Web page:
Monthly Archives: July 2016

Endangered Species: the Bornean Orangutan (Pongo Pygmaeus)

The Bornean Orangutan is originary from this island. It lives in tropical and subtropical moist broadleaf forests in the Bornean lowlands, as well as mountainous areas up to 1.500 metres above sea level.


The Bornean Orangutan is the third-heaviest living primate after the two species of gorilla, and the largest truly arboreal animal alive today. In wild, males weigh an average of 75 kg (ranging from 50 to 100 Kg.), and 1,2 to 1,4 meters long. Females average 38,5 Kg., ranging from 30 to 50 Kg,. And 1-1,2 meters long. While in captivity they use to grow considerably overweight.


The Bornean Orangutan has a distinctive body, with so long arms, which can be up to 1,5 meters. Its fur is reddish and both its hands and feet are prehensiles.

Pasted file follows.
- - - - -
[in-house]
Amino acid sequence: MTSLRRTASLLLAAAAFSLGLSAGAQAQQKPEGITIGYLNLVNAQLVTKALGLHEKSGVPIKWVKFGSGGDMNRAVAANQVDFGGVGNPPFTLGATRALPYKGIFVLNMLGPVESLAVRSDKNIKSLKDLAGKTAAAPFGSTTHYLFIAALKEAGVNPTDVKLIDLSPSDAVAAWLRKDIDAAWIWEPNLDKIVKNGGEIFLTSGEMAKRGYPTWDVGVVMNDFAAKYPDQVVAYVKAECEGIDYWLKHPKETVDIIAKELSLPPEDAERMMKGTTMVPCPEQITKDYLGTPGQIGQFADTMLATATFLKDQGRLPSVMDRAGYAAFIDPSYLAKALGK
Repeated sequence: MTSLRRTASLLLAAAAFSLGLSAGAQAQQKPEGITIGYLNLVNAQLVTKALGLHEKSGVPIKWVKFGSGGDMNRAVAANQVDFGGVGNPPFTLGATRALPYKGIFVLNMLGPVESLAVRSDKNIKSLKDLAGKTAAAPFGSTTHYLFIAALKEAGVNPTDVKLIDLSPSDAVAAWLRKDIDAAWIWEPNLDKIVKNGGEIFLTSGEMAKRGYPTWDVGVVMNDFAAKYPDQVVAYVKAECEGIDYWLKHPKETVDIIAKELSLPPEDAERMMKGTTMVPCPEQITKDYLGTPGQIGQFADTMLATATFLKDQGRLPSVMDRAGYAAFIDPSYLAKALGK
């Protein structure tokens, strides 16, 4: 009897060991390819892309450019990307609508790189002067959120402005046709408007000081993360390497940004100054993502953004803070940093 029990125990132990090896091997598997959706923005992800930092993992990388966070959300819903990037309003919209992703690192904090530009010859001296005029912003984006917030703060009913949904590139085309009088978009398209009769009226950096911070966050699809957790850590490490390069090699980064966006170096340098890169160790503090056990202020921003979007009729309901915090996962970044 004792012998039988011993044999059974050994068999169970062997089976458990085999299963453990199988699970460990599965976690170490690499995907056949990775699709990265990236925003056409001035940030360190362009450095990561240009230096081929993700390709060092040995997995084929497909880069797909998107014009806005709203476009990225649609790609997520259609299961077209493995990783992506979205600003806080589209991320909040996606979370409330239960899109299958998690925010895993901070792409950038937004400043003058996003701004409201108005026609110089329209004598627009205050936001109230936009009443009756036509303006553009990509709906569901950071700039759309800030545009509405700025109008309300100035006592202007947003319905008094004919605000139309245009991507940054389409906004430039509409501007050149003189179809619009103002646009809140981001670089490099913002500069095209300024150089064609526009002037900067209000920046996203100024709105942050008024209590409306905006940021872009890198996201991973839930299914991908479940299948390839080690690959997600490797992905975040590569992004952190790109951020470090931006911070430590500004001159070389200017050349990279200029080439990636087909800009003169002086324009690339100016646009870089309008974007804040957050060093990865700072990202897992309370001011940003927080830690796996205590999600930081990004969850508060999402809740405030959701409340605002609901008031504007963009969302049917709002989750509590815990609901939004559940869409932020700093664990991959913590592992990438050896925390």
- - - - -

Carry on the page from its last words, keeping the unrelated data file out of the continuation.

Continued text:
Their diet is composed of over 400 types of food, including figs, seeds, bird eggs, flowers, honey and insects, among others. They get the necessary quantities of water from both fruit and from tree holes.


Females, which reach maturity between 6 to 11 years do not give birth for the first time till they are 14-15 years old. The youngs stay some years with the mother who teach them all they need to survive, then they go their own.


Bornean Orangutans are in danger according to the IUCN red list and are included within the appendix 1 from CITES. It is estimated that only 54.500 live in the wild.

Critically Endangered

Their main threats are the fires (habitat destruction), hunting and illegal traffic of youngs as pets at the black market.

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